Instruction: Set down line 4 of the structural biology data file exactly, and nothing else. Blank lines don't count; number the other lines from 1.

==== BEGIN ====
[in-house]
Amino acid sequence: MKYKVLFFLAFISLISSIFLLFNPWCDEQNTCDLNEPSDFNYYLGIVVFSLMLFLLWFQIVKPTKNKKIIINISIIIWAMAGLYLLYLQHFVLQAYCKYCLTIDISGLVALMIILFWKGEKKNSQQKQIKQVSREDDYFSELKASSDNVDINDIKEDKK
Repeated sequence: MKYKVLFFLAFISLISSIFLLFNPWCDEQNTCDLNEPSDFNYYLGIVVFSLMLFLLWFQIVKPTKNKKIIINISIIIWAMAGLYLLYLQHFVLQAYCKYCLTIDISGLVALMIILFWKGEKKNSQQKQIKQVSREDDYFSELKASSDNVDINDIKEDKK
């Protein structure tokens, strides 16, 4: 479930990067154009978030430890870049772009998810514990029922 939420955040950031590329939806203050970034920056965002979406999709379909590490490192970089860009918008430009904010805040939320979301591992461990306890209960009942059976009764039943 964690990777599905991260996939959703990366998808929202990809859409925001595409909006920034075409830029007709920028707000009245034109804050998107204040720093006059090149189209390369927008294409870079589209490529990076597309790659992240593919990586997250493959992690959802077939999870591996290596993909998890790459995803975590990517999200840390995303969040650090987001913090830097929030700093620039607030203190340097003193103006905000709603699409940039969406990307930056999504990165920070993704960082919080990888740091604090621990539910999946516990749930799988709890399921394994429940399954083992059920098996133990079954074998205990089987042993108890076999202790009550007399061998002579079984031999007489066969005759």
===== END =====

């Protein structure tokens, strides 16, 4: 479930990067154009978030430890870049772009998810514990029922 939420955040950031590329939806203050970034920056965002979406999709379909590490490192970089860009918008430009904010805040939320979301591992461990306890209960009942059976009764039943 964690990777599905991260996939959703990366998808929202990809859409925001595409909006920034075409830029007709920028707000009245034109804050998107204040720093006059090149189209390369927008294409870079589209490529990076597309790659992240593919990586997250493959992690959802077939999870591996290596993909998890790459995803975590990517999200840390995303969040650090987001913090830097929030700093620039607030203190340097003193103006905000709603699409940039969406990307930056999504990165920070993704960082919080990888740091604090621990539910999946516990749930799988709890399921394994429940399954083992059920098996133990079954074998205990089987042993108890076999202790009550007399061998002579079984031999007489066969005759």